Brownshirts under the bed

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How to Stop Fascism

Paul Mason, Allen Lane, 256 Pages, £20

KEN BELL finds a noted Labour intellectual fighting an imaginary enemy

Paul Mason is one of those interesting characters who now seem to pop up everywhere, telling the rest of us what to believe. In his student days he was a member of Workers’ Power, a Trotskyite grouplet that never had any actual workers in it. After a period as a teacher he moved into the media, first as economics editor of BBC Newsnight, then switching to Channel 4 in a similar role. He is now a freelance writer who pops up often in the Guardian, and his work seems to influence today’s left, which is probably why Labour keeps losing elections.

His latest offering, How to Stop Fascism, is a case in point. It argues that there is a new, fascist menace in Britain which must be rooted out. However, he presents no evidence to back up that claim, but then it is quite likely that he doesn’t need any. Mason’s works are clearly aimed at a particular middle-class readership – people who are convinced that working people are a racist tribe to be overcome.

That does not stop him from looking around to find evidence of this threat, and funnily enough his working class enemies always turn up to illustrate and confirm everything he is saying to his readership. So, in the 2019 general election, he went back to his home town of Leigh to campaign for the Labour candidate in that division, and on the doorsteps he heard “men my own age openly fantasizing about the ethnic cleansing of Romanian migrants.” Of course you did, Paul. My experience of canvassing is that if you can get people away from the TV long enough to open the door they tell you just what you want to hear to get rid of you, before going back to Coronation Street. The last thing you get is anything approaching a political debate.

Fast forward to June 2020 and our hero is in London, “an obviously multicultural city.” On the day that he was there, the statue of Sir Winston Churchill in Parliament Square had recently been defaced by the Black Lives Matter rabble, so understandably, groups of British working people had turned up to protest at that outrage to one of the nation’s heroes. Mason was just outside the square and found that he had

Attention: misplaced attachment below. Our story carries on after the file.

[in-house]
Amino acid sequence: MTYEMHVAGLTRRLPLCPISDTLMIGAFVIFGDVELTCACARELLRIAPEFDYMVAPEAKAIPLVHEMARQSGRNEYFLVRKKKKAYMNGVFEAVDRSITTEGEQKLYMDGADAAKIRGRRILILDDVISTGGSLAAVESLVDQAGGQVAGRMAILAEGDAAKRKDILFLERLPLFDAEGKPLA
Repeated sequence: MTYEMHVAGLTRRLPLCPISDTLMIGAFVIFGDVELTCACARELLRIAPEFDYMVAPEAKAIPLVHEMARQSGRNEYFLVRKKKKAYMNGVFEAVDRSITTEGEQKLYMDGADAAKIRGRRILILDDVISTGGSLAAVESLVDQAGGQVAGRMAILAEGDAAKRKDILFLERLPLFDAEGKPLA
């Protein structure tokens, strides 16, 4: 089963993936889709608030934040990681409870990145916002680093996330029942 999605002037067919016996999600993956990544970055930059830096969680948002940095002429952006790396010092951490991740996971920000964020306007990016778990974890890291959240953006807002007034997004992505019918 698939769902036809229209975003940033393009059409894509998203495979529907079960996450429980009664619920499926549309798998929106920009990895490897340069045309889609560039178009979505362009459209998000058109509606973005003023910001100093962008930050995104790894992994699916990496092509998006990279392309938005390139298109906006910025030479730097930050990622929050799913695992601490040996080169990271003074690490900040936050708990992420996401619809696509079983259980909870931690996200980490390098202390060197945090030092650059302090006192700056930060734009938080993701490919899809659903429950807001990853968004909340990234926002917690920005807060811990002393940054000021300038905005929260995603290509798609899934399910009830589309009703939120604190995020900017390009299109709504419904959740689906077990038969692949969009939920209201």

…entered a zone of white monoculture. Suddenly there were no students, no people of colour, no tourists, no out-gay people. I was back in the world I grew up in. White men, working class… shouting profanities and swilling lager.

It really is amazing how this author manages to keep bumping into working class men who confirm his colourful thesis. He even managed to see a postman in the crowd, and you can’t get prolier than that.

He ropes in Donald Trump to help bolster his case, even though he admits that “Trump is not a fascist”. However, he then goes on to say that “there is a plebeian mass base for American fascism, and Trump has chosen to lead it”. It is hard to know what to make of that concept, which reads as if Trump is a sort of Schrödinger’s Politician, simultaneously in two states of being at the same time. I was also taken with his “plebeian mass base” line: presumably he feels that the problem with today’s world is that patricians (like him) do not rule it. Mason goes on to say:

Trump’s victory in 2016 was a turning point. It confirmed that there is a massive constituency in the United States for economic nationalism and isolationism, and forced all other countries to accept deglobalisation as a strategic reality.